An important question that has not been addressed in the scientific literature is whether or not advanced carcass maturity characteristics are associated with reduced beef tenderness among cattle whose dental ages are less than 30 mo. We hypothesized that advanced carcass maturity characteristics (B maturity or older), occurring among fed steers and heifers whose dental ages have been determined to be less than 30 mo, would not adversely affect beef tenderness, juiciness, or flavor. Results showed that sensory panelists were unable (P > 0.05) to detect any differences in tenderness, juiciness, or flavor between LM steaks from carcasses classified as A maturity and steaks from B-C maturity carcasses (Figure 1). Moreover, no differences (P > 0.05) in shear force (Figure 2) were observed between maturity groups and B-C maturity carcasses had a greater percentage of heat-soluble collagen than did A maturity carcasses. These findings do not support the use of skeletal and lean maturity characteristics to determine USDA quality grades of beef carcasses originating from grain-finished cattle classified as less than 30 MOA.
Marbling categories, however, effectively stratified carcasses (MT+ > SM > SL) according to differences (P < 0.0001) in LM tenderness, juiciness, meaty/brothy flavor, and buttery/beef fat flavor (Figure 3). Results of this study suggest that, when applied to carcasses of fed steers and heifers whose dental ages are less than 30 MOA, USDA grades would be no less effective in identifying eating quality differences if the A and B-C maturity categories were combined and USDA grades were assigned using only marbling.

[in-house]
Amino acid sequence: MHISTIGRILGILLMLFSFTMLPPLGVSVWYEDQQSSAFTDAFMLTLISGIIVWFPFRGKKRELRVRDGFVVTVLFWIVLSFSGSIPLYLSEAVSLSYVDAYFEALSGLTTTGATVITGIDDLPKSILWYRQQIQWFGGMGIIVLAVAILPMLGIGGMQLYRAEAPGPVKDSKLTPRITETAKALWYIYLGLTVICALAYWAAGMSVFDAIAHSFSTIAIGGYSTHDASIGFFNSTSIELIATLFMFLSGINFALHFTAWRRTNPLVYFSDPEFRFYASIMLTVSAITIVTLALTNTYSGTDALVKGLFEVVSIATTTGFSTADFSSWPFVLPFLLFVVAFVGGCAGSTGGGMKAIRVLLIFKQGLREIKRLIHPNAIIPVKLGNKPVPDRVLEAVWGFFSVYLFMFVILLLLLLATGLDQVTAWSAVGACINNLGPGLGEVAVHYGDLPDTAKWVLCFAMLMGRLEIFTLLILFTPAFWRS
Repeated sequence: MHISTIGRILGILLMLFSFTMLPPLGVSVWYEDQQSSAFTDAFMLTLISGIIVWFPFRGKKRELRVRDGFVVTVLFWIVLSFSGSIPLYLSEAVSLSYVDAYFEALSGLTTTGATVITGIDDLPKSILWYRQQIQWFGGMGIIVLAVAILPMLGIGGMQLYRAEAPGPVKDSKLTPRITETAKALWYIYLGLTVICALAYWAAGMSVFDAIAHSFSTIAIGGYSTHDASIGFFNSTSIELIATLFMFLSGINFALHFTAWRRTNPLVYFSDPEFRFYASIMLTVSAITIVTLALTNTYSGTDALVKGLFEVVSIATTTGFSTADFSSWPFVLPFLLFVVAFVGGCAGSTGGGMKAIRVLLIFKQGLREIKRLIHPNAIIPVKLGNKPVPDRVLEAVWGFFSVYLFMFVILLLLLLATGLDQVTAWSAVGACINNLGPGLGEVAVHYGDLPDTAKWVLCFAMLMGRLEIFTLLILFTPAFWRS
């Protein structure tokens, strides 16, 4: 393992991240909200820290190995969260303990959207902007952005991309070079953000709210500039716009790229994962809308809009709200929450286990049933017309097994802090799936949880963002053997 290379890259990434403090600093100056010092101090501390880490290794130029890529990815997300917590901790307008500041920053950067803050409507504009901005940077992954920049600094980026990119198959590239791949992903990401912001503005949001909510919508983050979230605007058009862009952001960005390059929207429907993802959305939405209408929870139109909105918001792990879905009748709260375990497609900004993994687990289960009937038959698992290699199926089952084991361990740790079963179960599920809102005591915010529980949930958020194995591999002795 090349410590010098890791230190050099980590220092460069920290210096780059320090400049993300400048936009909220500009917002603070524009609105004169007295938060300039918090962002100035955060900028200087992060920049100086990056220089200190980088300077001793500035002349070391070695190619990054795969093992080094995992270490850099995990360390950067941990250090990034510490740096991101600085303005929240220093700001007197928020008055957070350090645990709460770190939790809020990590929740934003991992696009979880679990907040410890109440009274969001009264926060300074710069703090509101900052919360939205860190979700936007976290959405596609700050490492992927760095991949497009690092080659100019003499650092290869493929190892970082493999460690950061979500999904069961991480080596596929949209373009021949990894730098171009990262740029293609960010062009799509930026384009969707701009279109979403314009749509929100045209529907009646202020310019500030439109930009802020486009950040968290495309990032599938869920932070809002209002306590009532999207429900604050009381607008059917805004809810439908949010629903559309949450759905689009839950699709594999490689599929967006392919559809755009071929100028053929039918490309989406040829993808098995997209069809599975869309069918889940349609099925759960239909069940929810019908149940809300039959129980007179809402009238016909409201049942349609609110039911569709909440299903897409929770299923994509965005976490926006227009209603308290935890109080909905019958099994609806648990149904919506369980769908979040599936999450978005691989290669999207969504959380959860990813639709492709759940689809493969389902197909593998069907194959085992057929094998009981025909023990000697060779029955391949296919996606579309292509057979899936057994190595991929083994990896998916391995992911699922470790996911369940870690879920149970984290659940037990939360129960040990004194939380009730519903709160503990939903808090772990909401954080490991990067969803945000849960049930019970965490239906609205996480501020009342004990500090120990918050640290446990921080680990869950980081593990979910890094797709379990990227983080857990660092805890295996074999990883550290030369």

According to results of the 2011 National Beef Quality Audit, 7.2% of the U.S. fed steer and heifer population produced carcasses that were classified as B maturity or older (Moore et al., 2012). O’Connor et al. (2007) reported official USDA maturity scores for more than 4,300 beef carcasses produced by cattle of known ages (11 to 30 MOA) and found that cattle as young as 14 MOA produced carcasses classified as B maturity or older. Currently, prices of carcasses classified as B or older are discounted $18 to $55/cwt (USDA, 2013), yet if beef from these “more mature” carcasses has sensory attributes comparable to those of beef produced by A maturity carcasses with the same degree of marbling, then any price discount due to quality grade is unjustified. Results of the present study indicate that sensory attributes, shear force measurements, and collagen solubility do not differ for A and B-C maturity carcasses originating from grain-finished cattle classified as less than 30 MOA. These findings do not support the current grading concept of using skeletal and lean maturity characteristics to reflect differences in collagen maturity and associated tenderness differences for this sub-population of cattle.
Figure 1. Effect of maturity on sensory panel ratings for tenderness, juiciness, meaty/brothy flavor and buttery/beef fat flavor.
Figure 2. Effect of maturity on Warner-Bratzler shear force (WBSF) and slice shear force (SSF)
Figure 3. Effect of marbling on sensory panel ratings for tenderness, juiciness, meaty/brothy flavor and buttery/beef fat flavor.